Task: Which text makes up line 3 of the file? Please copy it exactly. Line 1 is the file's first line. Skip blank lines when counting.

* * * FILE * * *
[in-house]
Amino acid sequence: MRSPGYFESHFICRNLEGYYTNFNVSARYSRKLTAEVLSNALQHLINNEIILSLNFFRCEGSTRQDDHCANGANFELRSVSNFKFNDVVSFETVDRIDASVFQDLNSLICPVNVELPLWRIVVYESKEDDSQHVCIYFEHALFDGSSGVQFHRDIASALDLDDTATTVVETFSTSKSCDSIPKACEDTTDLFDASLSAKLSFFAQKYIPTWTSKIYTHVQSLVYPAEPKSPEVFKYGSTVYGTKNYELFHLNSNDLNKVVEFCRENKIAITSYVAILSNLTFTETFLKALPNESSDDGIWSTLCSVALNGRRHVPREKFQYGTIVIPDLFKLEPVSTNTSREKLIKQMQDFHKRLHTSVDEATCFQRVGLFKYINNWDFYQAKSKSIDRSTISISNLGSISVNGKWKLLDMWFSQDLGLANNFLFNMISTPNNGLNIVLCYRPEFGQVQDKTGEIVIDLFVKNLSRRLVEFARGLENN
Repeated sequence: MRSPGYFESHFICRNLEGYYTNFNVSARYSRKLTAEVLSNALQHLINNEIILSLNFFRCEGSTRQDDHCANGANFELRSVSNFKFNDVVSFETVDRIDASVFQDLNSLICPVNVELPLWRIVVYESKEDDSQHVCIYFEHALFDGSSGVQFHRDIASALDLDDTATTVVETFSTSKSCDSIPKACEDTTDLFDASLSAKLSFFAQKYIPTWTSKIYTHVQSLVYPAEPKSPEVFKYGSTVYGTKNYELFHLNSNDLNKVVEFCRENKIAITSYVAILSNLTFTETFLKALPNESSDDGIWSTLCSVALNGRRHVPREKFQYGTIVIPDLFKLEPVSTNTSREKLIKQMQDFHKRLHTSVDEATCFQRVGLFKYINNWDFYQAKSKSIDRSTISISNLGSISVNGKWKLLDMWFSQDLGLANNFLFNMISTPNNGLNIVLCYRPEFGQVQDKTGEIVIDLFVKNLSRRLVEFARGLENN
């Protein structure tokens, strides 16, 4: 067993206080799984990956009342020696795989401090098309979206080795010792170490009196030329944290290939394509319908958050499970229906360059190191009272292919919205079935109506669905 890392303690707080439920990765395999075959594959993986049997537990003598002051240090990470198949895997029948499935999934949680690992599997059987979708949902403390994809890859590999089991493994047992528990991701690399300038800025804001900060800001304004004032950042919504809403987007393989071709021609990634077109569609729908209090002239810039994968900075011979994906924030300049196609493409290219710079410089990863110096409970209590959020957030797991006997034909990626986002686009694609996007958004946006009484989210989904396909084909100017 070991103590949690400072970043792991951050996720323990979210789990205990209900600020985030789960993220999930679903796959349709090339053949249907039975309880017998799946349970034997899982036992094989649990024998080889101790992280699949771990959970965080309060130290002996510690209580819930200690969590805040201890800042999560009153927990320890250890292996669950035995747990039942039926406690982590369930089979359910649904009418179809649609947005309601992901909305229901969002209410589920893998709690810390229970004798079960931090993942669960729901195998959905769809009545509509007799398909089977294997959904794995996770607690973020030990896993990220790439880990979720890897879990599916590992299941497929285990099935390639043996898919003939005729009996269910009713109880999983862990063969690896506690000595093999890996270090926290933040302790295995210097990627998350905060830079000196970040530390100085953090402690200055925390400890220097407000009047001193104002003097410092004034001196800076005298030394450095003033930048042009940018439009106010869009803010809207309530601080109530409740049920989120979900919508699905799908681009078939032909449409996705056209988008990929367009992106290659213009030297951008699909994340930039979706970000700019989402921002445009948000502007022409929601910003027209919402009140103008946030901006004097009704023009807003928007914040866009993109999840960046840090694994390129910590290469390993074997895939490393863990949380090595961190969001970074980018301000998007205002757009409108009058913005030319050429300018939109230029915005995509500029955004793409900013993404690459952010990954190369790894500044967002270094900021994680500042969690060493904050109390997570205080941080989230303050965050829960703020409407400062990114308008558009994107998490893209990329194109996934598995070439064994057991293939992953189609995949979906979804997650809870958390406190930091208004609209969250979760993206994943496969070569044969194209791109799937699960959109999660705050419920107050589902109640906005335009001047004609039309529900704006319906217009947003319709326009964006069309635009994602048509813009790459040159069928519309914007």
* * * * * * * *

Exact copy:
Repeated sequence: MRSPGYFESHFICRNLEGYYTNFNVSARYSRKLTAEVLSNALQHLINNEIILSLNFFRCEGSTRQDDHCANGANFELRSVSNFKFNDVVSFETVDRIDASVFQDLNSLICPVNVELPLWRIVVYESKEDDSQHVCIYFEHALFDGSSGVQFHRDIASALDLDDTATTVVETFSTSKSCDSIPKACEDTTDLFDASLSAKLSFFAQKYIPTWTSKIYTHVQSLVYPAEPKSPEVFKYGSTVYGTKNYELFHLNSNDLNKVVEFCRENKIAITSYVAILSNLTFTETFLKALPNESSDDGIWSTLCSVALNGRRHVPREKFQYGTIVIPDLFKLEPVSTNTSREKLIKQMQDFHKRLHTSVDEATCFQRVGLFKYINNWDFYQAKSKSIDRSTISISNLGSISVNGKWKLLDMWFSQDLGLANNFLFNMISTPNNGLNIVLCYRPEFGQVQDKTGEIVIDLFVKNLSRRLVEFARGLENN